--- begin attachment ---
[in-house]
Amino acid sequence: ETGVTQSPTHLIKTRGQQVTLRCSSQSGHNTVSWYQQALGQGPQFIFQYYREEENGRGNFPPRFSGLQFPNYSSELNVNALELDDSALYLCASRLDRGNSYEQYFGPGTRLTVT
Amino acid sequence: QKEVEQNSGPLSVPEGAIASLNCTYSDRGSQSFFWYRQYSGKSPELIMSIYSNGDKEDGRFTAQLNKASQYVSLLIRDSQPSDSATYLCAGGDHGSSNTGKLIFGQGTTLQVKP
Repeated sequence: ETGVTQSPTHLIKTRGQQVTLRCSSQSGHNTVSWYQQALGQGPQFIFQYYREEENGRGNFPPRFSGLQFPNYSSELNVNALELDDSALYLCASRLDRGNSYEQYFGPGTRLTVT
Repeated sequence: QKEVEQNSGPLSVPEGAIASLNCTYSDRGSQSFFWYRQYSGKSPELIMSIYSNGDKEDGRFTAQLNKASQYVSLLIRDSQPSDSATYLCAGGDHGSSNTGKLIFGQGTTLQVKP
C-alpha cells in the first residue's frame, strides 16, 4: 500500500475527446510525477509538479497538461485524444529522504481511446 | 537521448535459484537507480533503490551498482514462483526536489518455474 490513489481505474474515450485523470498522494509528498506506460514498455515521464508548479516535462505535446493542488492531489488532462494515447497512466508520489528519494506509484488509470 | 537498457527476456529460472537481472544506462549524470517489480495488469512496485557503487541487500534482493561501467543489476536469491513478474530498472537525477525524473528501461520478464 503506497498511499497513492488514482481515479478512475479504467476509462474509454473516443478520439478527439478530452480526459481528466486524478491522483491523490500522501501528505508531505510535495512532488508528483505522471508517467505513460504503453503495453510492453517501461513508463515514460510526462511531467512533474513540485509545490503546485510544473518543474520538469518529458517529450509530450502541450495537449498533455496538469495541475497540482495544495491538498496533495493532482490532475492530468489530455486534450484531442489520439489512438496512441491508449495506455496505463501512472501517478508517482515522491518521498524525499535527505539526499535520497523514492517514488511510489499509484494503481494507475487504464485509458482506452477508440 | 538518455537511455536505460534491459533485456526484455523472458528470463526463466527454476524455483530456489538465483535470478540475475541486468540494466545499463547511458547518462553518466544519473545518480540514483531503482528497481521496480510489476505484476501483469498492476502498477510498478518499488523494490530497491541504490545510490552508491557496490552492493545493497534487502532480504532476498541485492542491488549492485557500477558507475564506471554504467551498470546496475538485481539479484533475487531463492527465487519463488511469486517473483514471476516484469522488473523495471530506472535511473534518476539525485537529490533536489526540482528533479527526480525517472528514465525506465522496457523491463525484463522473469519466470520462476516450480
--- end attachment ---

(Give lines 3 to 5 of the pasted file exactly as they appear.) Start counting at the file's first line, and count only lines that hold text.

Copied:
Amino acid sequence: QKEVEQNSGPLSVPEGAIASLNCTYSDRGSQSFFWYRQYSGKSPELIMSIYSNGDKEDGRFTAQLNKASQYVSLLIRDSQPSDSATYLCAGGDHGSSNTGKLIFGQGTTLQVKP
Repeated sequence: ETGVTQSPTHLIKTRGQQVTLRCSSQSGHNTVSWYQQALGQGPQFIFQYYREEENGRGNFPPRFSGLQFPNYSSELNVNALELDDSALYLCASRLDRGNSYEQYFGPGTRLTVT
Repeated sequence: QKEVEQNSGPLSVPEGAIASLNCTYSDRGSQSFFWYRQYSGKSPELIMSIYSNGDKEDGRFTAQLNKASQYVSLLIRDSQPSDSATYLCAGGDHGSSNTGKLIFGQGTTLQVKP